April 2019 Employment: Down in Employment and in JOI


The April employment report for Rhode Island was mixed.  Once again, the official unemployment rate dropped, to 3.7%, but once again, the reason was that more people stopped looking for work than lost their jobs.

The following chart illustrates the trend.  The blue line, showing employment, shows gradual loss, but the red line, showing the total size of the labor force, flopped.



The point is made further by the following chart, which shows the official unemployment rate (blue line) in contrast with what the employment rate would have been had the labor force remained constant since the beginning of the Great Recession (red line).  The widening gap is a function of losing labor force at a faster pace than losing employment.  The unemployment rate suggested by the red line would be 7.3%.



The following chart puts Rhode Island’s employment and labor force trends in comparison with those of Massachusetts and Connecticut.  In contrast with recent months, the Ocean State’s neighbors also saw declines in both lines, if only slightly.



Nationally, however, Rhode Island was not joined in misery.  Only fourteen states saw employment decreases, and as the following chart shows, Rhode Island remains one of only a few that haven’t regained all employment lost during the recession and, in fact, is among the bottom 3 by this measure.



The bright spot of this month’s report is that jobs based in the state were up significantly.  How that number, represented by the light area in the following chart, could contrast so highly with the employment number, represented by the dark area, is not possible to say definitively.  Of course, the employment numbers, which are based on a survey, could be off.  However, the same result would also arise if people from other states were taking jobs in Rhode Island, or if more people were working multiple part-time jobs.  The latter has some evidence in the fact that new numbers used in the RI Center for Freedom & Prosperity’s Jobs & Opportunity Index (JOI) report show an increase in Rhode Islanders who say they are involuntarily working only part-time.



More reason for concern arises from the corresponding JOI report, which takes into account 12 data points, including these employment and jobs numbers as well as income, taxes, and welfare.  In the month of April, Rhode Island slipped back to 48th place in the country, from which it had escaped by displacing Louisiana in 2017.  That southern state has now returned RI to the position that it held for most of the decade.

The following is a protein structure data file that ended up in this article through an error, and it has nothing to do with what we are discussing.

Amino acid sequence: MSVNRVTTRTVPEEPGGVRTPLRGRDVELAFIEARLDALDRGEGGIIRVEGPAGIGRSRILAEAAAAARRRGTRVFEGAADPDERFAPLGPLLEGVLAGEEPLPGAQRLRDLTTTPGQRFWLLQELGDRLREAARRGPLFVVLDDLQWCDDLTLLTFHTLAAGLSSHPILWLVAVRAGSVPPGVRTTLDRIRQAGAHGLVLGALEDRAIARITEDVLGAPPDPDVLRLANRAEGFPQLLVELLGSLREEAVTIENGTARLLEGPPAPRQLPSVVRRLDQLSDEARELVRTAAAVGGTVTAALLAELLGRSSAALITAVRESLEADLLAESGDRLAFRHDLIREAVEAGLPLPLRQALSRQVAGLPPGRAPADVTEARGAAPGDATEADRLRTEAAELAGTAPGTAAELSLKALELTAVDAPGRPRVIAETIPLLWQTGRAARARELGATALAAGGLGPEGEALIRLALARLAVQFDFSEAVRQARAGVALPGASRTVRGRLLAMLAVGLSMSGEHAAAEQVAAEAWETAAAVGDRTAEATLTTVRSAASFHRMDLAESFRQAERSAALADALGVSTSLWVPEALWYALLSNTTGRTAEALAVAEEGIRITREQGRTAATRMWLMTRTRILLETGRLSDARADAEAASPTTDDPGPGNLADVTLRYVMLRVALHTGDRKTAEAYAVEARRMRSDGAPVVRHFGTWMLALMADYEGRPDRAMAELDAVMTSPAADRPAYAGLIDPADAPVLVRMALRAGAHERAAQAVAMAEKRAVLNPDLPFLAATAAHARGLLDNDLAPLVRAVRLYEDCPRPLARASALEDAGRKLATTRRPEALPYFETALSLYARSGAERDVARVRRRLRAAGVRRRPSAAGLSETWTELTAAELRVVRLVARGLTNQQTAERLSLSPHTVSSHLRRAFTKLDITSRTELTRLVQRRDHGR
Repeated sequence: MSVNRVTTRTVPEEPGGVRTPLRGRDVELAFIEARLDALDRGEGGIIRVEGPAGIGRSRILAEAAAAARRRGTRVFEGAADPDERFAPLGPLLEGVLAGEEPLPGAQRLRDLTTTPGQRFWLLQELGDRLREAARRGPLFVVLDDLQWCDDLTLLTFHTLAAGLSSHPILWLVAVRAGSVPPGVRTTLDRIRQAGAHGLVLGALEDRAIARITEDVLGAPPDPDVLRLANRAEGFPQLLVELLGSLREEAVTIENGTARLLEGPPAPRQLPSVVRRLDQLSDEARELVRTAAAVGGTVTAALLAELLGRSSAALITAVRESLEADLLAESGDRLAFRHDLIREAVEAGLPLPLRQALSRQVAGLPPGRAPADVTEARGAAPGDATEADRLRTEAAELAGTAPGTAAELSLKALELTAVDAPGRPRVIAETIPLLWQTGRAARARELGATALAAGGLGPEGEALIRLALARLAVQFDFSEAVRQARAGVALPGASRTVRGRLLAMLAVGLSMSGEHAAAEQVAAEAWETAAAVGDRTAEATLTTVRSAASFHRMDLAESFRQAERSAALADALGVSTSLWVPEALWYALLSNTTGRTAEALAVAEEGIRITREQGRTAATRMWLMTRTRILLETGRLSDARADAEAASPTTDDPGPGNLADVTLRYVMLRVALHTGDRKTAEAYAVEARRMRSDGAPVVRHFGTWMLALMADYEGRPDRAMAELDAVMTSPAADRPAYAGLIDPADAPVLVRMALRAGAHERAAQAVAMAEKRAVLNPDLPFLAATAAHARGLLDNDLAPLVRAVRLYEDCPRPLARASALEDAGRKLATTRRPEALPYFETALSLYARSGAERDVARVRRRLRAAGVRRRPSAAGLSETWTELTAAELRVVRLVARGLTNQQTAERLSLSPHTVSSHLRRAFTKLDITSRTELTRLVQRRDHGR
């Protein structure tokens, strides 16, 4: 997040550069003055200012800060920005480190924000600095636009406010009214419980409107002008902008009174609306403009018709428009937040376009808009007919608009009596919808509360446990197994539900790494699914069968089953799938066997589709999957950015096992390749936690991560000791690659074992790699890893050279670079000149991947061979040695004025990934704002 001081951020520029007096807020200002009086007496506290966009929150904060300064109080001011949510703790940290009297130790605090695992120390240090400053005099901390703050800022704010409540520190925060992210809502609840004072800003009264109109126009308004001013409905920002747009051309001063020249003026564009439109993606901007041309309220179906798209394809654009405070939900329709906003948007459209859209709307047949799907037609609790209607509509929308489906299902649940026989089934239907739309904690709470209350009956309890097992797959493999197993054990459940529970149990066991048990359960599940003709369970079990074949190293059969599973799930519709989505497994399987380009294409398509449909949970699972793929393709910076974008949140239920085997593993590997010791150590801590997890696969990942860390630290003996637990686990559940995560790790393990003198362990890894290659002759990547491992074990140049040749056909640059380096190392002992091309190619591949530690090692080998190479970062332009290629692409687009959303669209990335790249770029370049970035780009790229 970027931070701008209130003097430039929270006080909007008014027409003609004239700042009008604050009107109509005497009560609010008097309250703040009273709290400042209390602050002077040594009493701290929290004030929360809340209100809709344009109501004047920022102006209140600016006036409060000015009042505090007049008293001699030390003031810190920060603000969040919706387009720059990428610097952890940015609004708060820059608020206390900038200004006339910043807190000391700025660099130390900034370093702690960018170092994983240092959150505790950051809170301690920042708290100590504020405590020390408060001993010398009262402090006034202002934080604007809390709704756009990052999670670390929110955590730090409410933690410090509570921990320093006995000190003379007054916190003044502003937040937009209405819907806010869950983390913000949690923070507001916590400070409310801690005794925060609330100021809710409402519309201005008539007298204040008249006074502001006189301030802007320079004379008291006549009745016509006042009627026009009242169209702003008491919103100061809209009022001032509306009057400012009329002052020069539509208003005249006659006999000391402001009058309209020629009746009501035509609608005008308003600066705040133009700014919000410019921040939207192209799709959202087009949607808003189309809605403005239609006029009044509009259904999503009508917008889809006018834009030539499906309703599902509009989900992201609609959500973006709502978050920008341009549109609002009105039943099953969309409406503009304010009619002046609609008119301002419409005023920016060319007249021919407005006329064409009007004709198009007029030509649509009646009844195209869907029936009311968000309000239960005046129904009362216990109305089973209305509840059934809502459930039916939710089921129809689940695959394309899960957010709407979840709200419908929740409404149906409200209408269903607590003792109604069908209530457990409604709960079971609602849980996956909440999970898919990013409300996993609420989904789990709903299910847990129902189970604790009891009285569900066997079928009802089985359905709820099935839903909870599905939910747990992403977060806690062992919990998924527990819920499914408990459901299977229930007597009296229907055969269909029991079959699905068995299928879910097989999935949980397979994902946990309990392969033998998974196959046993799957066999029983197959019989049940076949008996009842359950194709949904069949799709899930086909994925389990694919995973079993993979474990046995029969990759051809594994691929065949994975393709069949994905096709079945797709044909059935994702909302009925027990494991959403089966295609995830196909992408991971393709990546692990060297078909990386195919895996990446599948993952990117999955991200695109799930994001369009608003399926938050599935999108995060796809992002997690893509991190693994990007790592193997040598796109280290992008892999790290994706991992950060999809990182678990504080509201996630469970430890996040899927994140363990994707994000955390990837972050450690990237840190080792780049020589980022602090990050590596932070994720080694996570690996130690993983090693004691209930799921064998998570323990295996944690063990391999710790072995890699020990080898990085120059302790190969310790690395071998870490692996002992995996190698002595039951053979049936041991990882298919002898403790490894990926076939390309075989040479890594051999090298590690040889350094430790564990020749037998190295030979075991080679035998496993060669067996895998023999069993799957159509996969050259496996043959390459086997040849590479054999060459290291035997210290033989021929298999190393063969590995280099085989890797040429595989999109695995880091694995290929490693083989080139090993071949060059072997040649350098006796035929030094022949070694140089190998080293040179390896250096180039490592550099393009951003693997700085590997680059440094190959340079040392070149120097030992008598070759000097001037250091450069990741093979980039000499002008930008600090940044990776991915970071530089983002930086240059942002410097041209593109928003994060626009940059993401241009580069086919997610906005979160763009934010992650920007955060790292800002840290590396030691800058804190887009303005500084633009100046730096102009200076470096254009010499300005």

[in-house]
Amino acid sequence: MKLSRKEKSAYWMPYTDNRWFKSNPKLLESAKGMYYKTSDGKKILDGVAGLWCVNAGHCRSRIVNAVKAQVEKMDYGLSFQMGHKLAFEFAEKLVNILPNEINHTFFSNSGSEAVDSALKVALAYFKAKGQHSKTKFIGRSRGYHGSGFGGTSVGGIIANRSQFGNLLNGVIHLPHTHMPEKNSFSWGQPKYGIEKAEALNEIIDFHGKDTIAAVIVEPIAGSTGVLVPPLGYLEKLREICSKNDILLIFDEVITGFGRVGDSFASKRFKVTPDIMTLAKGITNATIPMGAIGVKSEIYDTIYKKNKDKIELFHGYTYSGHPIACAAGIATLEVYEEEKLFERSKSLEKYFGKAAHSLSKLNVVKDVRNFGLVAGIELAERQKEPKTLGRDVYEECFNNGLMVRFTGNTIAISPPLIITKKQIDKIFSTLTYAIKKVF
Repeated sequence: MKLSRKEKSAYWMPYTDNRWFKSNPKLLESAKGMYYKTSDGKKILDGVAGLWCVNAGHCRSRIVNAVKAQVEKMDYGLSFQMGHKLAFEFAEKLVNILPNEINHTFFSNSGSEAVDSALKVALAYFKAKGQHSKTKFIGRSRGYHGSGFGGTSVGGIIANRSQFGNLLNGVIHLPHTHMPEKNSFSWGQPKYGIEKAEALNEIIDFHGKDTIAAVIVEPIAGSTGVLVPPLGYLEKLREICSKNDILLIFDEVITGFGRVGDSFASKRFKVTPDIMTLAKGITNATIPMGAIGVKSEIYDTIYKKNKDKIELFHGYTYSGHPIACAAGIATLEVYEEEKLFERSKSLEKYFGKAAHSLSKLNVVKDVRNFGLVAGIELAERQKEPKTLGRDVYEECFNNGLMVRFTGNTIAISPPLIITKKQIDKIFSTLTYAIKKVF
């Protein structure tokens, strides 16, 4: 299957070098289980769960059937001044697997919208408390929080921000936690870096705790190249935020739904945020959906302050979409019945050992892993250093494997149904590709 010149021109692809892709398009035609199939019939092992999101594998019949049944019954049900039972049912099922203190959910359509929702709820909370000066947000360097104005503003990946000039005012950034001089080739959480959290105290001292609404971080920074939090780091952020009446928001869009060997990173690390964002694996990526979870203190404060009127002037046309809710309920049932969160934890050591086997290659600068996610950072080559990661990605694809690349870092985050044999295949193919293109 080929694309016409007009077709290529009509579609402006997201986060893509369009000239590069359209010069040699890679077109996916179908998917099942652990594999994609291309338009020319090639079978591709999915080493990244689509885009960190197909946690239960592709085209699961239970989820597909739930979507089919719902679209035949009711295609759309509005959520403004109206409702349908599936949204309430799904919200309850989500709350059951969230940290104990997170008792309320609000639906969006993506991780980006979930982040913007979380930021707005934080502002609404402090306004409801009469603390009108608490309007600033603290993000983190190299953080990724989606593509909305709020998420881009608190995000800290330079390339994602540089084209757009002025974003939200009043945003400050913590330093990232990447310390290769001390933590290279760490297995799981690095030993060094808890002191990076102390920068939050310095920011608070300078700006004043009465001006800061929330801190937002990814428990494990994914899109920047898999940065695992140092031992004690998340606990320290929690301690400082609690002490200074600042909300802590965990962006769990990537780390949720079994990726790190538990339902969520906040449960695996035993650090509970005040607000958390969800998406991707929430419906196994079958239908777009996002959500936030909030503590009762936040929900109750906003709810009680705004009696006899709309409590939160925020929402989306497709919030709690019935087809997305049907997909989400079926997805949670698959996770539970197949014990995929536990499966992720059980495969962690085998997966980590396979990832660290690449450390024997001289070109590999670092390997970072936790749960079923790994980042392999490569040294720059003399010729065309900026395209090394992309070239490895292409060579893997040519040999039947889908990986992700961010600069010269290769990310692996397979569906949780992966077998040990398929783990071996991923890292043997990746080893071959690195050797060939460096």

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  • ShannonEntropy

    My fave local economist Leonard Lardaro has a lot to say to about these numbers

    First he thanks dog for …our good luck in living next to a strongly performing state, Massachusetts. I shudder to think
    of what our jobless rate would be if we didn’t have this employment source for Rhode Island residents.

    He sadly concludes with: I can no longer rule out the possibility that Rhode Island has entered the early stages
    of a recession.


    Not to toot my own horn but Yours Truly predicted a coming recession here a dozen or more threads or so here [ sorry too lazy to go dig the ref up ]

    Natch they do not call Economics “The Dismal Science” for no reason. I mean, we got members sitting on the Federal Reserve Board who base their monetary policy decisions on The Phillips Curve — a theory Milton Friedman effectively disproved *fifty years ago* !!

    But Lardaro is a much more pragmatic guy and he is rarely if ever wrong in his prognostications

    p.s. for you early-birds there will be a conjunction of the Moon & Saturn tomorrow, around 4 a.m. EDT [ the Moon rises ~ MN so catch it a few degrees off then if yer still up ]

    Jupiter will be just to the right of the Moon. The conjunction of the Moon & Jupiter was a few nights ago but it was raining all night then